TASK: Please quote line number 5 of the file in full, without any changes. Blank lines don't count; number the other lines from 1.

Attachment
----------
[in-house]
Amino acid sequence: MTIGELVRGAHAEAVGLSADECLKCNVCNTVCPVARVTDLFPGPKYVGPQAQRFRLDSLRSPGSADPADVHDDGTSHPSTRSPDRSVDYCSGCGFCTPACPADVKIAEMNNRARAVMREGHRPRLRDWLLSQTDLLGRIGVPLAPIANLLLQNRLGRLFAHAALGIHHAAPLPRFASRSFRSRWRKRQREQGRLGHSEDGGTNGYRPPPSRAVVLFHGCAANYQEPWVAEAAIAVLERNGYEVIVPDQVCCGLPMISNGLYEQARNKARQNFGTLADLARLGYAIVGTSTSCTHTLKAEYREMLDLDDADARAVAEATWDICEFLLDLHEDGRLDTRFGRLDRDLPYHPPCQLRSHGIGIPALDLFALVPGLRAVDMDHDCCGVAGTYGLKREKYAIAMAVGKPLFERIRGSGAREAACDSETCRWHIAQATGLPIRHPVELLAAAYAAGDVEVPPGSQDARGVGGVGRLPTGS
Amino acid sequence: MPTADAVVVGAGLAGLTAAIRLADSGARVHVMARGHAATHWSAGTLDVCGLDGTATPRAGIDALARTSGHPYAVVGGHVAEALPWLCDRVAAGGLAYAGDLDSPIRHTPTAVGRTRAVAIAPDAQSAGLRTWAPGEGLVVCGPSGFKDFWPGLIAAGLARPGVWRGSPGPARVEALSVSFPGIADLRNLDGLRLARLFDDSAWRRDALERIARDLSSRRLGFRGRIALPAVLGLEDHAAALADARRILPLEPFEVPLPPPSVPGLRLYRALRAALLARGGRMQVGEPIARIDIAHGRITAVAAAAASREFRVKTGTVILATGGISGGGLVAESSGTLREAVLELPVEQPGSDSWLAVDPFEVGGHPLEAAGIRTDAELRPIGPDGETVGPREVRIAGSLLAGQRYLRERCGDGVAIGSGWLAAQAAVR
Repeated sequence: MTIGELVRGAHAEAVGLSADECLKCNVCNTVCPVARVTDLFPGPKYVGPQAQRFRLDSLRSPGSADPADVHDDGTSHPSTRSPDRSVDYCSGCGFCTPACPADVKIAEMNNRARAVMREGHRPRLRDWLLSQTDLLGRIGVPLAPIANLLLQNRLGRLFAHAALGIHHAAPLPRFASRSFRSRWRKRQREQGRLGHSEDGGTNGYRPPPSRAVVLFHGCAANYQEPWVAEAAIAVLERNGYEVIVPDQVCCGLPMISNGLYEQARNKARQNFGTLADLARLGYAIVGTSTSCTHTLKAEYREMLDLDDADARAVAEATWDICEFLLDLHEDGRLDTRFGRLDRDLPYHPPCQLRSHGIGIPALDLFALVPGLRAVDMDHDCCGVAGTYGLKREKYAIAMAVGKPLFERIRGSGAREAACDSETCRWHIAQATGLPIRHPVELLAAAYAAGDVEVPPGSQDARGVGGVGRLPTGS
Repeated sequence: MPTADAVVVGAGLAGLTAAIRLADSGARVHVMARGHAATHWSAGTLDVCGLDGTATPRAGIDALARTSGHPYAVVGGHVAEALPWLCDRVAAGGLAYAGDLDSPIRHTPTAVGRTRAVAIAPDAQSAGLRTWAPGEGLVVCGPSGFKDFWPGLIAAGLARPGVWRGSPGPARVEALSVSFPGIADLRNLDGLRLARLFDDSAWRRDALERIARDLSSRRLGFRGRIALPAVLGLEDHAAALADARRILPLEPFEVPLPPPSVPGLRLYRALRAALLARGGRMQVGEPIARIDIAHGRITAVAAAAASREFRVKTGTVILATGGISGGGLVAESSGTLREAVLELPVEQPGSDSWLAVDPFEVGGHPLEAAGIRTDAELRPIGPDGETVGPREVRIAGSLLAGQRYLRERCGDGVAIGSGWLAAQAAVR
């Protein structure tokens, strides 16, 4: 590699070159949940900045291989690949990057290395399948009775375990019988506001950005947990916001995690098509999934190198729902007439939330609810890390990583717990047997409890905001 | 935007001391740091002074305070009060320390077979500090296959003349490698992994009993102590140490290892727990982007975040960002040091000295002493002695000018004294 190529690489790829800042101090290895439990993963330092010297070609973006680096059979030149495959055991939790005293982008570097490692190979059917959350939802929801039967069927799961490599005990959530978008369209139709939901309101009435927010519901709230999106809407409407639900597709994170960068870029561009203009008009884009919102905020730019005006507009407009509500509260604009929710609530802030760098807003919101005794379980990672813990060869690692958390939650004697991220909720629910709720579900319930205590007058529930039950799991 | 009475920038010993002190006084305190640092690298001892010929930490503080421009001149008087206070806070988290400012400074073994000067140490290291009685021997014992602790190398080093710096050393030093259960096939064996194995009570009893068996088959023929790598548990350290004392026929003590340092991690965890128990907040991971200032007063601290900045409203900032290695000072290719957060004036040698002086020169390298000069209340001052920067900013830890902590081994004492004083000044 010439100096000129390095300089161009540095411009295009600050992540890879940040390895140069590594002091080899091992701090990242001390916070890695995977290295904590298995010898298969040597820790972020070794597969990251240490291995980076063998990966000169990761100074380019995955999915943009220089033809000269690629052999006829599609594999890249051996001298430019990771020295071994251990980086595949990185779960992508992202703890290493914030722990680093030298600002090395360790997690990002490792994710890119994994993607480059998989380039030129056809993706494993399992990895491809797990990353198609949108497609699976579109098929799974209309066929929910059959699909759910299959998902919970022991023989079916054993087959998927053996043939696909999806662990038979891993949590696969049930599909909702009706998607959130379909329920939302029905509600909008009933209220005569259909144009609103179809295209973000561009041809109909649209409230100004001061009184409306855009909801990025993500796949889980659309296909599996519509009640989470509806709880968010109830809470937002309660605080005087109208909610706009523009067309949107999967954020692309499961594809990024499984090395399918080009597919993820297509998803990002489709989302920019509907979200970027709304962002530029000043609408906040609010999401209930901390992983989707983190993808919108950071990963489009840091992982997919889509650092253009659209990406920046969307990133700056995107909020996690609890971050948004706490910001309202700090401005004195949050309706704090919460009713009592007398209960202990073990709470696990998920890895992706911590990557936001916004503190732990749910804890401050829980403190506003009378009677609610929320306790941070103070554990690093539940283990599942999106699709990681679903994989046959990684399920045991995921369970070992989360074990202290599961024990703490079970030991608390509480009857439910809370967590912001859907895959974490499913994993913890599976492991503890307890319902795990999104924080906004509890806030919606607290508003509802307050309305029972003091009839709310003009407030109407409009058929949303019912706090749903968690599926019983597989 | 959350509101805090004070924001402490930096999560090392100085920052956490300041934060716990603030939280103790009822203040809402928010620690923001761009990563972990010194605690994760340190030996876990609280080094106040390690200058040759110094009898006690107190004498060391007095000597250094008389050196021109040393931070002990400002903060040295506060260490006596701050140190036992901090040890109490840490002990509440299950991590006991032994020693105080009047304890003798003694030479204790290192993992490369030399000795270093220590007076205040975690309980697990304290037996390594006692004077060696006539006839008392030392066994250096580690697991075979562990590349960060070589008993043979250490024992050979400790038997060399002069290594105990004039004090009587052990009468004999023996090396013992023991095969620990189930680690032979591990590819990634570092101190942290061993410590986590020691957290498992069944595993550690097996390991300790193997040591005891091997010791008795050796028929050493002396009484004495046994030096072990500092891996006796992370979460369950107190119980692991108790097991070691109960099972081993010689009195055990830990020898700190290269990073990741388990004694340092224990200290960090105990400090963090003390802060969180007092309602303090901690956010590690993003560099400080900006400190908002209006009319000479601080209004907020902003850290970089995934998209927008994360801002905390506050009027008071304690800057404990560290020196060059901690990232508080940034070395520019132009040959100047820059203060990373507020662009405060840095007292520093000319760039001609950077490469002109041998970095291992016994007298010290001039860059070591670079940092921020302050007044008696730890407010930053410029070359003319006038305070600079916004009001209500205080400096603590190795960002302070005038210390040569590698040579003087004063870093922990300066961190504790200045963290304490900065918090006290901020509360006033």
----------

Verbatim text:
Repeated sequence: MPTADAVVVGAGLAGLTAAIRLADSGARVHVMARGHAATHWSAGTLDVCGLDGTATPRAGIDALARTSGHPYAVVGGHVAEALPWLCDRVAAGGLAYAGDLDSPIRHTPTAVGRTRAVAIAPDAQSAGLRTWAPGEGLVVCGPSGFKDFWPGLIAAGLARPGVWRGSPGPARVEALSVSFPGIADLRNLDGLRLARLFDDSAWRRDALERIARDLSSRRLGFRGRIALPAVLGLEDHAAALADARRILPLEPFEVPLPPPSVPGLRLYRALRAALLARGGRMQVGEPIARIDIAHGRITAVAAAAASREFRVKTGTVILATGGISGGGLVAESSGTLREAVLELPVEQPGSDSWLAVDPFEVGGHPLEAAGIRTDAELRPIGPDGETVGPREVRIAGSLLAGQRYLRERCGDGVAIGSGWLAAQAAVR